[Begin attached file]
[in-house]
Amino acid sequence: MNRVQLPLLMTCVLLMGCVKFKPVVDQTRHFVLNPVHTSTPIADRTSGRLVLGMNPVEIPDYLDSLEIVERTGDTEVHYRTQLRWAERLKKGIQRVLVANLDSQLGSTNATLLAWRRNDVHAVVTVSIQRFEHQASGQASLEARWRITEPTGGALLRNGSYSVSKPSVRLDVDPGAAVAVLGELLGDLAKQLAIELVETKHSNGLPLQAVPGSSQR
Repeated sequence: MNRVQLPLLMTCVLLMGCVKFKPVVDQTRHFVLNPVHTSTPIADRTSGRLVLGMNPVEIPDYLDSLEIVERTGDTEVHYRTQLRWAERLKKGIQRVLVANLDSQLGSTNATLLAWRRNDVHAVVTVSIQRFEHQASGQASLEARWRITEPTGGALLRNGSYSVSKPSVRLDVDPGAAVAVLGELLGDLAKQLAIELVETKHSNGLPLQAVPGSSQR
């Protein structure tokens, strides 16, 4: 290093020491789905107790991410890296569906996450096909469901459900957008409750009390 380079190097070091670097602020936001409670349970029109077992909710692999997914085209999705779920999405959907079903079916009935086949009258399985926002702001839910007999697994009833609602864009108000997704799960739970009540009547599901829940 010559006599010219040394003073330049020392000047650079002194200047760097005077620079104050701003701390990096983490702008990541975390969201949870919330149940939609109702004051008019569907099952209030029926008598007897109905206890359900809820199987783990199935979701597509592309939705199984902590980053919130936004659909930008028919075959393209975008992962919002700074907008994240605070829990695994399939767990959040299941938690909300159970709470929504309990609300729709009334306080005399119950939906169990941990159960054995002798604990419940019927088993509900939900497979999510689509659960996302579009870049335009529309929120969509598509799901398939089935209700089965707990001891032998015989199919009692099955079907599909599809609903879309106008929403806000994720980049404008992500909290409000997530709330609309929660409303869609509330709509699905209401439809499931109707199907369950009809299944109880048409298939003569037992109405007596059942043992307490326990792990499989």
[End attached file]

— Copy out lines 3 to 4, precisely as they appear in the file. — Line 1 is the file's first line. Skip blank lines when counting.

Repeated sequence: MNRVQLPLLMTCVLLMGCVKFKPVVDQTRHFVLNPVHTSTPIADRTSGRLVLGMNPVEIPDYLDSLEIVERTGDTEVHYRTQLRWAERLKKGIQRVLVANLDSQLGSTNATLLAWRRNDVHAVVTVSIQRFEHQASGQASLEARWRITEPTGGALLRNGSYSVSKPSVRLDVDPGAAVAVLGELLGDLAKQLAIELVETKHSNGLPLQAVPGSSQR
């Protein structure tokens, strides 16, 4: 290093020491789905107790991410890296569906996450096909469901459900957008409750009390 380079190097070091670097602020936001409670349970029109077992909710692999997914085209999705779920999405959907079903079916009935086949009258399985926002702001839910007999697994009833609602864009108000997704799960739970009540009547599901829940 010559006599010219040394003073330049020392000047650079002194200047760097005077620079104050701003701390990096983490702008990541975390969201949870919330149940939609109702004051008019569907099952209030029926008598007897109905206890359900809820199987783990199935979701597509592309939705199984902590980053919130936004659909930008028919075959393209975008992962919002700074907008994240605070829990695994399939767990959040299941938690909300159970709470929504309990609300729709009334306080005399119950939906169990941990159960054995002798604990419940019927088993509900939900497979999510689509659960996302579009870049335009529309929120969509598509799901398939089935209700089965707990001891032998015989199919009692099955079907599909599809609903879309106008929403806000994720980049404008992500909290409000997530709330609309929660409303869609509330709509699905209401439809499931109707199907369950009809299944109880048409298939003569037992109405007596059942043992307490326990792990499989």